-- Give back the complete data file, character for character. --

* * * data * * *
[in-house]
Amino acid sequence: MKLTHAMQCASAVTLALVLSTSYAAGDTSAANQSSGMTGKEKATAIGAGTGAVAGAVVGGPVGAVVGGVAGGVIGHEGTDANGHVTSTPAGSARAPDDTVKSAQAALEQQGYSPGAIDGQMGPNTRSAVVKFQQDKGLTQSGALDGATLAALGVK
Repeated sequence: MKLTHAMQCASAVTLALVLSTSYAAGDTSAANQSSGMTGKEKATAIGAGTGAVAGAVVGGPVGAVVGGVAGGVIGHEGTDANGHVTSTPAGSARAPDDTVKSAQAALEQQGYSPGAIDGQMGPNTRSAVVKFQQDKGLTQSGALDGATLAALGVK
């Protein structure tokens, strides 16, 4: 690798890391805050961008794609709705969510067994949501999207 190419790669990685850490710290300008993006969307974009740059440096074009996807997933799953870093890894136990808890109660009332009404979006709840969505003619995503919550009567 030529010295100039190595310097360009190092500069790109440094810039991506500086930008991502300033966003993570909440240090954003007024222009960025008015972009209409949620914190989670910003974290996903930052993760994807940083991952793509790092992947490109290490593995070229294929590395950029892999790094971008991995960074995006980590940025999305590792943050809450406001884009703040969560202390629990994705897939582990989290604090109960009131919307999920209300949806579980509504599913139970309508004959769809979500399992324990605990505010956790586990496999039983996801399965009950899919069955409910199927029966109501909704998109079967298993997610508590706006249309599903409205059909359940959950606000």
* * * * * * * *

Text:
[in-house]
Amino acid sequence: MKLTHAMQCASAVTLALVLSTSYAAGDTSAANQSSGMTGKEKATAIGAGTGAVAGAVVGGPVGAVVGGVAGGVIGHEGTDANGHVTSTPAGSARAPDDTVKSAQAALEQQGYSPGAIDGQMGPNTRSAVVKFQQDKGLTQSGALDGATLAALGVK
Repeated sequence: MKLTHAMQCASAVTLALVLSTSYAAGDTSAANQSSGMTGKEKATAIGAGTGAVAGAVVGGPVGAVVGGVAGGVIGHEGTDANGHVTSTPAGSARAPDDTVKSAQAALEQQGYSPGAIDGQMGPNTRSAVVKFQQDKGLTQSGALDGATLAALGVK
């Protein structure tokens, strides 16, 4: 690798890391805050961008794609709705969510067994949501999207 190419790669990685850490710290300008993006969307974009740059440096074009996807997933799953870093890894136990808890109660009332009404979006709840969505003619995503919550009567 030529010295100039190595310097360009190092500069790109440094810039991506500086930008991502300033966003993570909440240090954003007024222009960025008015972009209409949620914190989670910003974290996903930052993760994807940083991952793509790092992947490109290490593995070229294929590395950029892999790094971008991995960074995006980590940025999305590792943050809450406001884009703040969560202390629990994705897939582990989290604090109960009131919307999920209300949806579980509504599913139970309508004959769809979500399992324990605990505010956790586990496999039983996801399965009950899919069955409910199927029966109501909704998109079967298993997610508590706006249309599903409205059909359940959950606000």